10 ways to keep your bedroom clean and healthy

Neat bed

Bedroom: This is your sleep sanctuary, and the thought of little intruders occupying your personal space is nothing short of cringe-worthy.

Rest easy with these 10 ways to keep your bedroom clean and healthy from Robin Wilson, a designer who specializes in creating healthy homes, author of Clean Design: Wellness for Your Lifestyle, and an ambassador for the Asthma and Allergy Foundation of America.

1. Manage floor dust.

 Floors collect more dust than any other surface in a room, and carpets and rugs hold on to that dust, no matter how frequently you vacuum. The best solution for flooring is hardwood or tile. Of course, you must vacuum and mop it regularly to keep it clean.

2. Break the budget on your mattress.

The cheaper the mattress, the more chemicals inside—and if you think about the fact that your face lies next to the mattress for many long hours every night, it is worth it to spend a bit more to get the best quality mattress you can afford. The least toxic mattresses are made with sustainable, natural materials such as cotton and natural latex.

3. Hypoallergenic pillows are a must.

Pillows are a breeding ground for dust mites, so always use hypoallergenic pillows and make sure you follow the rule of threes: Wash the zippered cover every three weeks, wash the pillow every three months and replace pillows every three years.

4. Use hypoallergenic covers for mattresses.

Mattress pads allow you to utilize the protection of a cover that can be washed, and to extend the life of the mattress. Imagine not having a mattress pad, and the dust mites keep building up in the actual mattress—which would mean that only one year after purchase, the mattress will weigh more than when you bought it. Because many people keep a mattress for up to ten years, that would mean your bedroom could become a “wheezing and sneezing” chamber and not a relaxing sanctuary.

5. Choose fabrics you can live with and love.

In bedrooms, it is more important than in any other room in the house to use eco-friendly, allergy-friendly bedding and fabrics. The best options are cotton, silk, corn fiber, bamboo fiber and soy fiber made without formaldehyde.

6. Know what’s in your bedroom furniture.

Avoid bargain-basement or discount furniture, because it is likely to contain formaldehyde adhesives that will off-gas into the room and create a toxic load that could affect your health. Buy from vendors that use eco-friendly and sustainable practices for harvesting their wood, and who use nontoxic glues and low- to no-VOC paints and stains.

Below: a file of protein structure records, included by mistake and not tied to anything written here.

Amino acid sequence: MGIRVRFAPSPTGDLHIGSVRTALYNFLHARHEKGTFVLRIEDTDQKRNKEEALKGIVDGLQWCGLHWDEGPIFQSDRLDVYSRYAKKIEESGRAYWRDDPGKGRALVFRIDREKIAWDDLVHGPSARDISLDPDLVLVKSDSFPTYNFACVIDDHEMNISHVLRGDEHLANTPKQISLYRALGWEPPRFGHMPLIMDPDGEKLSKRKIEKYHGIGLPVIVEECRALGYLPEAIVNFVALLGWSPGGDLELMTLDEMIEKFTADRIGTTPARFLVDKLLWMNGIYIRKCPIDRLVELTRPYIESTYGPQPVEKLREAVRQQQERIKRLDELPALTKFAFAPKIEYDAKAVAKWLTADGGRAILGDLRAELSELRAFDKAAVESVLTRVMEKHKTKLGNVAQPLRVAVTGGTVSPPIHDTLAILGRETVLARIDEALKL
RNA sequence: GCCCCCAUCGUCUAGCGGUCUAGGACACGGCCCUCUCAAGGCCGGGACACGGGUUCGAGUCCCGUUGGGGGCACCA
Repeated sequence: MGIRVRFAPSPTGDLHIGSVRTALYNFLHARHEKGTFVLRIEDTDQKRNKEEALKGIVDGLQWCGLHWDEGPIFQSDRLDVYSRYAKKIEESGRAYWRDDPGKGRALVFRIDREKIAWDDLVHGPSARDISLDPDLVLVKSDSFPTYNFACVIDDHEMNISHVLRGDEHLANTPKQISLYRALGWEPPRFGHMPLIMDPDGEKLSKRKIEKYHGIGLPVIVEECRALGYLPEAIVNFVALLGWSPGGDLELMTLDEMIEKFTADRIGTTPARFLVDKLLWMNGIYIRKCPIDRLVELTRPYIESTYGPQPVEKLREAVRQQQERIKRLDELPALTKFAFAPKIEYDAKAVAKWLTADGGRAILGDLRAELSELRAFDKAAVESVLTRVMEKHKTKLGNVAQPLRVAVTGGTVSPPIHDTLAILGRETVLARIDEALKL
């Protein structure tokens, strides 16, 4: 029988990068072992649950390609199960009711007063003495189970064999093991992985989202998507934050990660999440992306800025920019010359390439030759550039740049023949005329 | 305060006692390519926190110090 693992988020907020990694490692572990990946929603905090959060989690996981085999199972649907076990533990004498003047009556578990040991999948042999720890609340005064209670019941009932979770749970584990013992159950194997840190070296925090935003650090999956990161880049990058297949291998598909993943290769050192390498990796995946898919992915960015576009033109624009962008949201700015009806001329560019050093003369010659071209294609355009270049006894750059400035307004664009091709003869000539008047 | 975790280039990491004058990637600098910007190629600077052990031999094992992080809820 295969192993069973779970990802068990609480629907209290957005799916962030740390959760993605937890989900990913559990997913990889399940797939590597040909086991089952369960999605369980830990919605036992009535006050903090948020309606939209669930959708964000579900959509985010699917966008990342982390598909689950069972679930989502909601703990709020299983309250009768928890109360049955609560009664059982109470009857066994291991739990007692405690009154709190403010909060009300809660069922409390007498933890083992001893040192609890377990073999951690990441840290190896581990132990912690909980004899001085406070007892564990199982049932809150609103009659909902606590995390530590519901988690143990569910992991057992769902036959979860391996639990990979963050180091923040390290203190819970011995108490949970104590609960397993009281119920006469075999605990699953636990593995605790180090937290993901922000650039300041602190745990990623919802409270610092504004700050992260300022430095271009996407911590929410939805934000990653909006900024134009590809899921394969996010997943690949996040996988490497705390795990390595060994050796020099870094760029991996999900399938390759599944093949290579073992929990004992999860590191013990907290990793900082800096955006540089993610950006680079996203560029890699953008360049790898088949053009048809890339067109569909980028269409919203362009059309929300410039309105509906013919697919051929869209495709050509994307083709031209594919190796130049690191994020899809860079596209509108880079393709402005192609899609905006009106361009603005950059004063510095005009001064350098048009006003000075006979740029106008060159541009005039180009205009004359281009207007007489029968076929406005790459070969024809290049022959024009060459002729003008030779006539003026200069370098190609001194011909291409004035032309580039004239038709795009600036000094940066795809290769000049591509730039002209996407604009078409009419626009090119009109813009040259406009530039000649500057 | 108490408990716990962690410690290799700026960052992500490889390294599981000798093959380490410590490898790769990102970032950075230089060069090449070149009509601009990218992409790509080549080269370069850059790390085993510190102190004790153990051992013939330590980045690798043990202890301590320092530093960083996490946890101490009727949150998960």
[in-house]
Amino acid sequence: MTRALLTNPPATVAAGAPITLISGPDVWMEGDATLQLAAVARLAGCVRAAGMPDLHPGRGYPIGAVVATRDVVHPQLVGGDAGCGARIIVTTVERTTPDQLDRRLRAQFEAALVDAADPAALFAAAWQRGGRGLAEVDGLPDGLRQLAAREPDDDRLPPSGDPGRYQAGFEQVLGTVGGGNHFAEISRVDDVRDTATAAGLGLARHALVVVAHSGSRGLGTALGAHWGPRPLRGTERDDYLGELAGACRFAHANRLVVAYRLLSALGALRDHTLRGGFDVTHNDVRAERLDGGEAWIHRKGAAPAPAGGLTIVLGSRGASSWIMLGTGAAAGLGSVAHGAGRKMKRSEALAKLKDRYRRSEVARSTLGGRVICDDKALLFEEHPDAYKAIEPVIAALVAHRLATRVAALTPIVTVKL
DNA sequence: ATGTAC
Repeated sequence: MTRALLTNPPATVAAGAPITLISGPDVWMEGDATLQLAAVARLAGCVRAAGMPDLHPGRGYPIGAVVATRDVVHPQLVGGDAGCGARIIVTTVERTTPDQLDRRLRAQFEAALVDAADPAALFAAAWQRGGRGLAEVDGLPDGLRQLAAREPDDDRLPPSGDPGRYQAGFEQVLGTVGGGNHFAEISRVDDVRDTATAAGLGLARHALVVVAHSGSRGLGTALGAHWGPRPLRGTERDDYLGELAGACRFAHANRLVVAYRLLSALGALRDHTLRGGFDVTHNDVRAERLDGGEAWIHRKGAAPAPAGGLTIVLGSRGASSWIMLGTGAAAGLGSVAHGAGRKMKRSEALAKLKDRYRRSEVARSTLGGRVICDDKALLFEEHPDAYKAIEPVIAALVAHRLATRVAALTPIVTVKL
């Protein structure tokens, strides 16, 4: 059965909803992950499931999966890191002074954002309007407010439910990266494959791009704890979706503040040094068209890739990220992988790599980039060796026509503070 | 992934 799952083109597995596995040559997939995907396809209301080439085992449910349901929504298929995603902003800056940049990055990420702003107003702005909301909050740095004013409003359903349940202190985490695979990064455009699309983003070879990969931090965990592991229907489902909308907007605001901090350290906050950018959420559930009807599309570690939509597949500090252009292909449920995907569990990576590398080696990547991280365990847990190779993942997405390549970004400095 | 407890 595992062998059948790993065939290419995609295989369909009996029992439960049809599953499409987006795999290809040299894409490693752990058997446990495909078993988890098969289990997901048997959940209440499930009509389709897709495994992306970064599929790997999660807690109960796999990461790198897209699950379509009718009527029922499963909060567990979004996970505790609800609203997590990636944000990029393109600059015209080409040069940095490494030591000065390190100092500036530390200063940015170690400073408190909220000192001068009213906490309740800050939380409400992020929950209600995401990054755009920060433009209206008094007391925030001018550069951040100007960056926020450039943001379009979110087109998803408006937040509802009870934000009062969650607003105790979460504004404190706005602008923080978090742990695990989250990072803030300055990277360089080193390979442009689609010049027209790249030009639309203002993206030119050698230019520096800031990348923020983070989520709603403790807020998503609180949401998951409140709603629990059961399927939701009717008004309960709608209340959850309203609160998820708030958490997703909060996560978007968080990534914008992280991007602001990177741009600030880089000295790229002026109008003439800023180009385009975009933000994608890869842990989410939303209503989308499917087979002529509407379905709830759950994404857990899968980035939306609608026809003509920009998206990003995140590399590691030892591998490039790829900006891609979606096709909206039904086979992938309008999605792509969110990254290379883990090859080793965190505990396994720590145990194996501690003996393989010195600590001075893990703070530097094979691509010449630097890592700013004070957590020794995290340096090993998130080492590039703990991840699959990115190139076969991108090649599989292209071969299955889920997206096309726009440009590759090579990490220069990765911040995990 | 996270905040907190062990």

7. Keep window treatment simple. 

“Dust collectors” is a good phrase to use for heavy draperies or curtains that are cleaned infrequently. For a modern space, consider side panel curtains made of linen or cotton, offset by mechanized window shades that are recessed into a soffit for a completely clean look. A more traditional space might look better with shutters, blinds, or pulldown shades made of natural materials. Overall, the key is simplicity and ease of washing.

8. What’s on your walls?

Use low to no VOC paints when painting the walls. The paint is a bit thicker than standard paint, which means you only need one coat. Second, the paint typically has a built-in primer so you have less labor when painting. And finally, one hour after painting, there is no paint smell because the paint self-seals to limit the release of toxins into the air.

9. Avoid the clutter. 

Pollen, mold, dust, and other allergens settle on knickknacks and other items. Sure, you can clean them, but it is much easier when bedroom surfaces are relatively clear of stuff. To keep dust buildup to a minimum, keep belongings in covered boxes, bins, drawers, cabinets, and bookcases with doors. Better yet, store them outside of the bedroom. Not only do they collect dust, but also books—especially older ones—can be a source for the growth of mold spores.

10. Avoid bed bugs.

When you return home from a trip, wash everything immediately and do not store your luggage in your bedroom closet—if necessary, keep luggage in the garage, patio/deck, or storage space for a week. Since bedbugs are parasites that feed on blood, they love to spend time in warm, humid places near humans. If you deprive them of their food sources, then they may not survive to migrate to your bed.

Geoffrey Nevine — IT Services and IT Consulting

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